ST. PETERSBURG, Fla. – The addition of Franklin Morales not only gives the Toronto Blue Jays a second lefty for their bullpen, but intriguingly, also marks the club’s first significant contract completed with a Scott Boras client since the signing of outfielder Brad Wilkerson in 2008.
Morales agreed to a non-guaranteed deal worth $2 million plus incentives late Saturday night and was in uniform Sunday as the Blue Jays opened the season with a 5-3 win over the Tampa Bay Rays.
“I’m glad to be here and to help the team,” Morales, who pitched for the Kansas City Royals last year, said before the game. “They have solid hitting, a lot of power hitting here. We prepare to do our job and make the pitches, now I’m going to enjoy it, to be here.”
Manager John Gibbons said Morales – who held lefties to a .558 OPS last season compared to a .779 OPS for righties – will be used as more than just a situational southpaw. He’ll help cover the gap while Aaron Loup, who is throwing on flat ground and took a cortisone shot last week, recovers from forearm soreness.
He also ends the Blue Jays’ drought with Boras clients that spanned the entire reign of former GM Alex Anthopoulos, who took over on the penultimate day of the 2009 season and left last fall.
Wilkerson was picked up by former GM J.P. Ricciardi in May 2008 after he was released by the Seattle Mariners, and was the last Boras player on the team for a while.
In 2009 the Blue Jays drafted but failed to sign Canadian lefty James Paxton, and in 2010 they made Kris Bryant a token 18th-round selection knowing full well he was headed to the University of San Diego. Last year, Matt Boyd joined Boras just as he was being called up to the big-leagues, but the left-hander was traded soon after to the Detroit Tigers as part of the David Price deal.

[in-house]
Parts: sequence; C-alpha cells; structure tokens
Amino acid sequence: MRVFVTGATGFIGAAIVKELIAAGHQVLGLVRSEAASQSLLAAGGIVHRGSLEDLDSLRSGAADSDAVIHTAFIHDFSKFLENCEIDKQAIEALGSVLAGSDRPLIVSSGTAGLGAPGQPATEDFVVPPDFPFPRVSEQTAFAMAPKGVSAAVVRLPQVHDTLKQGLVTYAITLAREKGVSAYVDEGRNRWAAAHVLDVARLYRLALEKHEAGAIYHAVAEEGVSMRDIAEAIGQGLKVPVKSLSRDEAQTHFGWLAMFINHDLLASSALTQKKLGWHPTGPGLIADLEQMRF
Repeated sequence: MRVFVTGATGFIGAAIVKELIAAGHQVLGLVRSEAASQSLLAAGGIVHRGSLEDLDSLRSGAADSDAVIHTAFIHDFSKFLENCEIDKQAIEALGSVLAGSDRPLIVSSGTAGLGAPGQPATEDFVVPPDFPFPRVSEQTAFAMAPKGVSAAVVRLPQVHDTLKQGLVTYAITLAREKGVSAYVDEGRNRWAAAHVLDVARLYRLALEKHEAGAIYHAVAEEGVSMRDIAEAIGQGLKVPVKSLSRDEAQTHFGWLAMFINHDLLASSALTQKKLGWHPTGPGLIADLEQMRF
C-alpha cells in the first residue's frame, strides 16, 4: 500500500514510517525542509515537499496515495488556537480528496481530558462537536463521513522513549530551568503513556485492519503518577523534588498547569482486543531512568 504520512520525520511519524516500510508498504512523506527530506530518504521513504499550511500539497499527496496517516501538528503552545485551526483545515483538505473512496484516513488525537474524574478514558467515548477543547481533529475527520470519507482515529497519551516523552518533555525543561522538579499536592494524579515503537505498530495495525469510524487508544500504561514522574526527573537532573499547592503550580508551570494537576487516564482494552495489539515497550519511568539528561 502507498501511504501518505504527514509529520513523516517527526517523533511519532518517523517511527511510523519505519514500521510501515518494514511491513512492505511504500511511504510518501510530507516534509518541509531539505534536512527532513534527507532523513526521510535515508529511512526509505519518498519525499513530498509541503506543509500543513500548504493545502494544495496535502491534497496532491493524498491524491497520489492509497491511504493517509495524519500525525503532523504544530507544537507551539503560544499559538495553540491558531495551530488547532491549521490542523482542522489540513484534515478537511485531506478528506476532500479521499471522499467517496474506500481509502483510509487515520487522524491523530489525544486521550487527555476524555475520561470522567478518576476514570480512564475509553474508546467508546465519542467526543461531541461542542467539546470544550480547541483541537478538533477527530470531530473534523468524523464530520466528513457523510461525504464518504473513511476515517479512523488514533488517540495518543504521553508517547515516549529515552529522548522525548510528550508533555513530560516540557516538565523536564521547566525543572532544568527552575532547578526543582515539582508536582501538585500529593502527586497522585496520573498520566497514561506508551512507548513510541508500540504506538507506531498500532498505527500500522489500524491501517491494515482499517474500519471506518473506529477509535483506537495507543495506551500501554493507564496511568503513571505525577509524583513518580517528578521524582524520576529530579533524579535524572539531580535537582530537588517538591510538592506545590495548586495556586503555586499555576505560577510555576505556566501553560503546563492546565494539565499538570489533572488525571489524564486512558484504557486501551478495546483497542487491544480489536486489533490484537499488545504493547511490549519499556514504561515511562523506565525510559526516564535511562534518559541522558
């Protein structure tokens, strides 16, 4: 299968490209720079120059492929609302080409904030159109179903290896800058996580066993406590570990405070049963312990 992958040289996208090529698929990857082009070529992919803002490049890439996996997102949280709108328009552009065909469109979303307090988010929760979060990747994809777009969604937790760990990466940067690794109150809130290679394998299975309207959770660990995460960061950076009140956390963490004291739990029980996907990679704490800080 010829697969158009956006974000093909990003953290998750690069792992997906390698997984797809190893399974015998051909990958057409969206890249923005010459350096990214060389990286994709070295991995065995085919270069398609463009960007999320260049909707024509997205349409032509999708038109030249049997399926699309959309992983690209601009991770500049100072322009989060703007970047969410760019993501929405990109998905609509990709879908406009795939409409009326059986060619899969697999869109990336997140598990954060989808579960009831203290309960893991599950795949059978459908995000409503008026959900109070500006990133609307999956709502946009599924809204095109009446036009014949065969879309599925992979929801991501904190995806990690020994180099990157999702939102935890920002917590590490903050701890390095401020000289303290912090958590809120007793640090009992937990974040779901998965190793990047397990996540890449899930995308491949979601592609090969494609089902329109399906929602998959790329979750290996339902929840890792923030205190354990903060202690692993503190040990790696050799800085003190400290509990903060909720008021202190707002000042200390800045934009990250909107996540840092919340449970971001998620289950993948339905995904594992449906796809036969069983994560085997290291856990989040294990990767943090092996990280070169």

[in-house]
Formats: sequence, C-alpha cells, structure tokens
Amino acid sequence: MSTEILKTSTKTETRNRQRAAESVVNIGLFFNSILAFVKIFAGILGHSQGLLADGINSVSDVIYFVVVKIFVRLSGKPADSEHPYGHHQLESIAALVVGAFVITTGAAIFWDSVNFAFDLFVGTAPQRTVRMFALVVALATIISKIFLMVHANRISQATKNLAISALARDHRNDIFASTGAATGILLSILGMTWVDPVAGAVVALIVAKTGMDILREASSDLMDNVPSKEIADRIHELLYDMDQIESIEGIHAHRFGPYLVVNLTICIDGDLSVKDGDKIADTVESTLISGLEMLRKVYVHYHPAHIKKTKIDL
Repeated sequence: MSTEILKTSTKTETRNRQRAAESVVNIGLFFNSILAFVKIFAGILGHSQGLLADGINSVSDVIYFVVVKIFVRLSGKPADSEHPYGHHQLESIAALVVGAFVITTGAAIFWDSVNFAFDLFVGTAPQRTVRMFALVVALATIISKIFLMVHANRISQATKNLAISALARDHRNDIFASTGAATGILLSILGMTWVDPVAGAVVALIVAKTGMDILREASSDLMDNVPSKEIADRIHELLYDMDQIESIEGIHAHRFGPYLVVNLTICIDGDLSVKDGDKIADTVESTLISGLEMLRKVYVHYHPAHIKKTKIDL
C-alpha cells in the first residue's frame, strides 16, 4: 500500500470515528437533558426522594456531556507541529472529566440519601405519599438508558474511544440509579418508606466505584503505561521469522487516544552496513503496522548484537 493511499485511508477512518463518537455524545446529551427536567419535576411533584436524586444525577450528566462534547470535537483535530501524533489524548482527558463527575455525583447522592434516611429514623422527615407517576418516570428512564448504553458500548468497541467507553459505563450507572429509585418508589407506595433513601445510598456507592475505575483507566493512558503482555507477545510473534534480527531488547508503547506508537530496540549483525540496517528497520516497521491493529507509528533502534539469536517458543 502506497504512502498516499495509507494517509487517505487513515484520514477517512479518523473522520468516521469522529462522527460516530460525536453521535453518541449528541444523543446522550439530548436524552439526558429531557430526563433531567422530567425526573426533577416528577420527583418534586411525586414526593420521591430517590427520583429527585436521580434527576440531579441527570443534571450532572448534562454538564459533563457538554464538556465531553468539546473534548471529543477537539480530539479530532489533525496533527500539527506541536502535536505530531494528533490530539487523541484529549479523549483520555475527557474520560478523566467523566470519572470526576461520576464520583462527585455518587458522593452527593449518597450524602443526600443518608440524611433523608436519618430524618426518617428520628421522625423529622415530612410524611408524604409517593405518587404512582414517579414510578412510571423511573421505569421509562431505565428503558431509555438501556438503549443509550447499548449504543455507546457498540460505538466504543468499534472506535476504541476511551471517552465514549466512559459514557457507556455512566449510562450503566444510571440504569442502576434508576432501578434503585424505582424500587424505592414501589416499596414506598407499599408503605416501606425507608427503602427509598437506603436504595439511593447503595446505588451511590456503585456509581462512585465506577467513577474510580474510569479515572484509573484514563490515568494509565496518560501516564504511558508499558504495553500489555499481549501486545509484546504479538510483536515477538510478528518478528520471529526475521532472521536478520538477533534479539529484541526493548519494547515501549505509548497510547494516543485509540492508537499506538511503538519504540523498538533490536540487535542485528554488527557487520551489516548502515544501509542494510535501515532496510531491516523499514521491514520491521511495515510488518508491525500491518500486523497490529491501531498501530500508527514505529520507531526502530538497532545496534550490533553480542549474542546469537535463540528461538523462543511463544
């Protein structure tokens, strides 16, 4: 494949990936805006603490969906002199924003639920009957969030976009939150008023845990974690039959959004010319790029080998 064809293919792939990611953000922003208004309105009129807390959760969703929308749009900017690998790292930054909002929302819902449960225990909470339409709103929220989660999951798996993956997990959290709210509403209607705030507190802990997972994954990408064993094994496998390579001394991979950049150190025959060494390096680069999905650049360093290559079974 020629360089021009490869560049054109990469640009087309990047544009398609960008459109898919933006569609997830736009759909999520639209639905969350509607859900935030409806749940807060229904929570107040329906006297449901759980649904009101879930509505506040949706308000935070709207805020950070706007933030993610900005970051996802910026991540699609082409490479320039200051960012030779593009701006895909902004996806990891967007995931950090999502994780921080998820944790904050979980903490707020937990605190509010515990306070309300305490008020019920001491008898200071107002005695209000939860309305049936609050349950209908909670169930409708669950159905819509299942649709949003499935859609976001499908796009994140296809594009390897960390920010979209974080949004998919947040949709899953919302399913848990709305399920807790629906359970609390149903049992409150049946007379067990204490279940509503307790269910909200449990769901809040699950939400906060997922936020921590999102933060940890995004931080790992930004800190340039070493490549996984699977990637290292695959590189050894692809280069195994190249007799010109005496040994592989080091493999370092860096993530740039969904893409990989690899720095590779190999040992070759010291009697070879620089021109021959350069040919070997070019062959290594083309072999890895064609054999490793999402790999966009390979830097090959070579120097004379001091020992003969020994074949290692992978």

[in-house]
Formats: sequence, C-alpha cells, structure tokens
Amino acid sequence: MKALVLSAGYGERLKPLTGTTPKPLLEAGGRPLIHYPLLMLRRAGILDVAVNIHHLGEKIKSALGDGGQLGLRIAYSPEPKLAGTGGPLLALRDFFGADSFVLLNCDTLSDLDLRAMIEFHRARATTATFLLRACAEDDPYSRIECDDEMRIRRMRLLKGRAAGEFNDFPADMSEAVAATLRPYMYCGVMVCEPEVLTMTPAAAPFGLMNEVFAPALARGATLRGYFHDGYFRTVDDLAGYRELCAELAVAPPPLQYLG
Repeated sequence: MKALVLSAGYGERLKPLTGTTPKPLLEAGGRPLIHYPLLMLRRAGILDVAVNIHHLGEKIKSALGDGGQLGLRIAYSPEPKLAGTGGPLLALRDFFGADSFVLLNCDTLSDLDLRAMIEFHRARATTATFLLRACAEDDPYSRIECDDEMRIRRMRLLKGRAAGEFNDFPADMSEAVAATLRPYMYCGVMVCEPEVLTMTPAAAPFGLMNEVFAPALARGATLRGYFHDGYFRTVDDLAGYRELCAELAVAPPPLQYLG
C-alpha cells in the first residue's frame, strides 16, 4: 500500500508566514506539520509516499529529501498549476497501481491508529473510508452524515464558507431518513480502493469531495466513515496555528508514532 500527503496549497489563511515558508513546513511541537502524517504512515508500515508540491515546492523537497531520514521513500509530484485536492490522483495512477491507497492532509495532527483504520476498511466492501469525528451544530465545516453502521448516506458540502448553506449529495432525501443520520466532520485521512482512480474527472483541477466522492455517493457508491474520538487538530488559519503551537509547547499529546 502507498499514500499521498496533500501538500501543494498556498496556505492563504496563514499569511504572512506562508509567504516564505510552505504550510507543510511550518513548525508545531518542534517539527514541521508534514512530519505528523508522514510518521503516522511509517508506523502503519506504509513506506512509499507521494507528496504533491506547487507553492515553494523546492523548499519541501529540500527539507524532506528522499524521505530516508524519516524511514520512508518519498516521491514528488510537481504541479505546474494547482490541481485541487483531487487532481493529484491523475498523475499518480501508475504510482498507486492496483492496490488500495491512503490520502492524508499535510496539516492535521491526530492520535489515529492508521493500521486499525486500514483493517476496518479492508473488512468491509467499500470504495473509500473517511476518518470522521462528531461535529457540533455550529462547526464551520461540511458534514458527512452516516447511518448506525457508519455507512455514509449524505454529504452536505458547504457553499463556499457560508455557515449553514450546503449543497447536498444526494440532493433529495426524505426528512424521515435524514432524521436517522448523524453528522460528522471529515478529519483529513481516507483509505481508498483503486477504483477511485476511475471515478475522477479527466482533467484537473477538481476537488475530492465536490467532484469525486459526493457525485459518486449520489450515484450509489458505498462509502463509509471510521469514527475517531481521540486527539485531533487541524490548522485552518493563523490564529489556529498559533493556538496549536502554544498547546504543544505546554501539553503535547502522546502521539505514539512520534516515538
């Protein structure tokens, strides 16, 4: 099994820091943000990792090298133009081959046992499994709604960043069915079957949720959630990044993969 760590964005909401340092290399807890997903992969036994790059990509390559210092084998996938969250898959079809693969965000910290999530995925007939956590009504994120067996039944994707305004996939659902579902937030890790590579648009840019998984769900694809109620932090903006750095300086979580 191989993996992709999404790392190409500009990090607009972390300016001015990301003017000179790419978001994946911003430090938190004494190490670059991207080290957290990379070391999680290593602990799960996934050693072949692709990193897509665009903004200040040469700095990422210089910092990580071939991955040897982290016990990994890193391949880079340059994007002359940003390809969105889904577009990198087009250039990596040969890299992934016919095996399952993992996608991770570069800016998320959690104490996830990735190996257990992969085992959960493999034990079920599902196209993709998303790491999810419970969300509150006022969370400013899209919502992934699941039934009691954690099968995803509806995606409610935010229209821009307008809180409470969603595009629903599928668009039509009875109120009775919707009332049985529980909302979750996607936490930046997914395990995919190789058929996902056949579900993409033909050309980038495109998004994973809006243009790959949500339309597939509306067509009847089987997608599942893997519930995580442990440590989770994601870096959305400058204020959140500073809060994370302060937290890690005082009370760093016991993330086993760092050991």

Last month the Blue Jays signed Domonic Brown to a minor-league deal – the outfielder is opening the season at triple-A Buffalo – and new GM Ross Atkins then added Morales.
The drought is noteworthy because Boras is widely considered the most powerful agent in baseball and the Blue Jays essentially cut themselves off from his talent. Last September, Forbes reported that he manages over $1.7 billion in current contracts.
Morales’ deal is non-guaranteed, meaning that as a player with five years of experience, he signed a consent form that allows the Blue Jays to release him within 45 days and be responsible only for a pro-rated portion of his salary.